Bombay, bas

Published on June 27th, 2014


I, me, myself and my smartphone

Clearly, there’s nothing we need in Mumbai, including friends and family, if we have a m0bile phone in our hands.
Pooja Birwatkarby Dr Pooja Birwatkar

New to travelling in the local trains of Mumbai, I was slowly beginning to learn the basics of acceptable train behaviour. I started out with buying a first class pass, but I would travel by second class because many people scared me about how unsafe travelling alone in the ladies first class compartment was (even though most of these ‘advisors’ seldom travelled by train).

But my time with the second class convinced me to take the first class coach even if I was alone in it, which was seldom, because the city’s population won’t allow for empty coaches.

In the first few days, I found myself looking at the women travelling with me. And very soon, I found the fashionably-dressed women giving me strange looks. I realised what the problem was – I was probably the only person travelling sans ear plugs connected to a music player or a fancy phone, and not staring at my mobile phone.

Having been a psychology student, it had become a habit for me to observe people and study their mannerisms. But I had to train myself to not stare, so, I learnt to observe them slyly. And almost always, this is what I found: 90 per cent commuters are hooked to their phones, while the rest sleep or chat with their friends.

Isn’t it awesome, this technology that allows us to chat with our friends and associates at all times of the day? You are no longer alone if you have a phone in your hands – not even talking on phonewhen you’re physically alone in a coffee shop. A few years ago, one would feel uncomfortable waiting alone at a bus stop or a train platform, or even in a restaurant. But our phones, in front of our eyes at all times, divert us so well, we don’t even feel alone despite being alone. Our phones help us escape feelings of awkwardness in public spaces, and keep us so occupied, we hardly know who is sitting next to us.

But you know what? I miss the times when journeys were times when we smiled at our fellow passengers, had a few casual talks, and sometimes made great friendships with the mothers of cute babies travelling with us. I can only vaguely remember the simpler times when social networking did not dictate our first actions for the day and the last things we did at night. I sometimes brush my teeth in the morning with my eyes glued to my cell phone.

People have also found ways to scare us into forwarding certain messages to a fixed number of people or incur the wrath of some God (who, I suppose, has cracked a way to keep a tab on the forwarded messages and do calculations of who followed instructions and who didn’t).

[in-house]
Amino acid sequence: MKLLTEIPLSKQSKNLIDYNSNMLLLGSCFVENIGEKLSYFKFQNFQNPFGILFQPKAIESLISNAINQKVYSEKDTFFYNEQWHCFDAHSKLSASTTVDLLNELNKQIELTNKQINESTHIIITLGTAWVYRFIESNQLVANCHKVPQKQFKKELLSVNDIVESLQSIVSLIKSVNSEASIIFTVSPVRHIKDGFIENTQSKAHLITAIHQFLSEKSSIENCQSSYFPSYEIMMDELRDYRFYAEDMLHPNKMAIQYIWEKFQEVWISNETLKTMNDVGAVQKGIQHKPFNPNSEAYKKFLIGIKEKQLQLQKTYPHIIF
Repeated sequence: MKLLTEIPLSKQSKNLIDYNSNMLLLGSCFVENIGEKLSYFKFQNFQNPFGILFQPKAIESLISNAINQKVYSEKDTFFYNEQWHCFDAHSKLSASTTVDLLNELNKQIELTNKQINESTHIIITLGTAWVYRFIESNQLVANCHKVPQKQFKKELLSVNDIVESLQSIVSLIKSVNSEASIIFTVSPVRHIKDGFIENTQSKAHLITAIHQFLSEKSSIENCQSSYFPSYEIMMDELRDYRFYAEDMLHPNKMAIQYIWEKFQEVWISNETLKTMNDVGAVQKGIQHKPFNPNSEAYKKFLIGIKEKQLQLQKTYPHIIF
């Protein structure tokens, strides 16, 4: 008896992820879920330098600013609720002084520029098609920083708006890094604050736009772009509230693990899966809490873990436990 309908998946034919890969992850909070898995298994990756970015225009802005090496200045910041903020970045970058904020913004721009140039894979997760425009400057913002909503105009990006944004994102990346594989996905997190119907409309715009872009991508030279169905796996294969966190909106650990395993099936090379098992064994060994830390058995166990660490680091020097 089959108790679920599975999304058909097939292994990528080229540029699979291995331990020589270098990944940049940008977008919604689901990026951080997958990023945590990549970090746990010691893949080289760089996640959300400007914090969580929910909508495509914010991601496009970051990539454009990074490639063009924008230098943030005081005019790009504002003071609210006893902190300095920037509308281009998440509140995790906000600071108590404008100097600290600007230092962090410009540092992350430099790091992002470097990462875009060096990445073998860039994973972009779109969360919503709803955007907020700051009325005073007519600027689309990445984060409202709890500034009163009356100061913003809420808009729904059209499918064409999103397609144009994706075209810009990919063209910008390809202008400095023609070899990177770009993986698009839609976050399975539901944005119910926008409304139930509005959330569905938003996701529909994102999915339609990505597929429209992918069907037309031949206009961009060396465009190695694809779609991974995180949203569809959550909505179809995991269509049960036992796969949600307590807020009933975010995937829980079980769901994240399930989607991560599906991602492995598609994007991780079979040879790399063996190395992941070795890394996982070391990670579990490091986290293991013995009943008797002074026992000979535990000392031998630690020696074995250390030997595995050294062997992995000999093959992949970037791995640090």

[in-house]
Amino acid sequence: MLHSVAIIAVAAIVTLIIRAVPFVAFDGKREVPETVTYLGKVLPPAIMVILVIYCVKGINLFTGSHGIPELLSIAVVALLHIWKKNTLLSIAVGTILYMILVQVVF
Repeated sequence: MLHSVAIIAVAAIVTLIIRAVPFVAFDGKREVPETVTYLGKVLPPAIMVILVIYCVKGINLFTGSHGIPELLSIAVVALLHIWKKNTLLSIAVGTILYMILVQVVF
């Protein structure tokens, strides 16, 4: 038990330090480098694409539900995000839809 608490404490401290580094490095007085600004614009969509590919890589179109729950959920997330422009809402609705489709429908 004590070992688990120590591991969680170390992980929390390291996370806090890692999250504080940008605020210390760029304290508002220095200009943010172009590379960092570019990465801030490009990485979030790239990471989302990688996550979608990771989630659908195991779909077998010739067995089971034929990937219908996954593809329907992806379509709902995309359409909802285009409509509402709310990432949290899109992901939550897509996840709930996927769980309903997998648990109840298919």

Unlike a lot of people who constantly berate technology for reducing human interaction, I am not going to say that social networking is totally unnecessary – after all, it does help unite us with people we knew ages ago, and it helps us keep in touch with everything in a rapidly shrinking world. It gives us a daily insight into how others we know are living their lives – and sometimes makes us believe they’re having more fun than we are.

I admit I love secretly peeping into other people’s lives. If we had this level of communication growing up, we wouldn’t have to contend with coy glances at our crushes in our teenage years. We would wait for the other person to make a move (which never happened), and all we would be left with would be fond memories. Imagine now, if you had a crush on somebody, all you had to do was write a smartly-worded message and send it to the person, thereby saving yourself from potentially embarrassing moments.

And yet, a part of me wants to take the time out to actually talk to others, rather than type to them. It is indeed sad that we are forgetting to even make small talk when we do happen to meet people. The other day, a friend of mine said that when she meets her parents on her visits to India, she struggles to find topics of conversation. It is also distressing to observe grandparents or parents in parks blissfully unaware of what their little wards are up to, because they are so busy tapping away at their phones.

With every revolution comes a change in our social patterns, and it takes a while to accept these changes. Funnily enough, I am writing this article on my cell phone in a local train. Who would have thought this was possible a few years ago? Once I am done writing, I am going to plug in my earphones and browse through my phone, not looking left or right. And it gives me a little thrill to know that I have been writing about my co-passengers and the local train, and they have no idea.

Dr Pooja Birwatkar is currently pursuing post doctoral research and working in the area of science education. She has been associated with the field of education in the past as a teacher educator, and her area of interest is research in education. 


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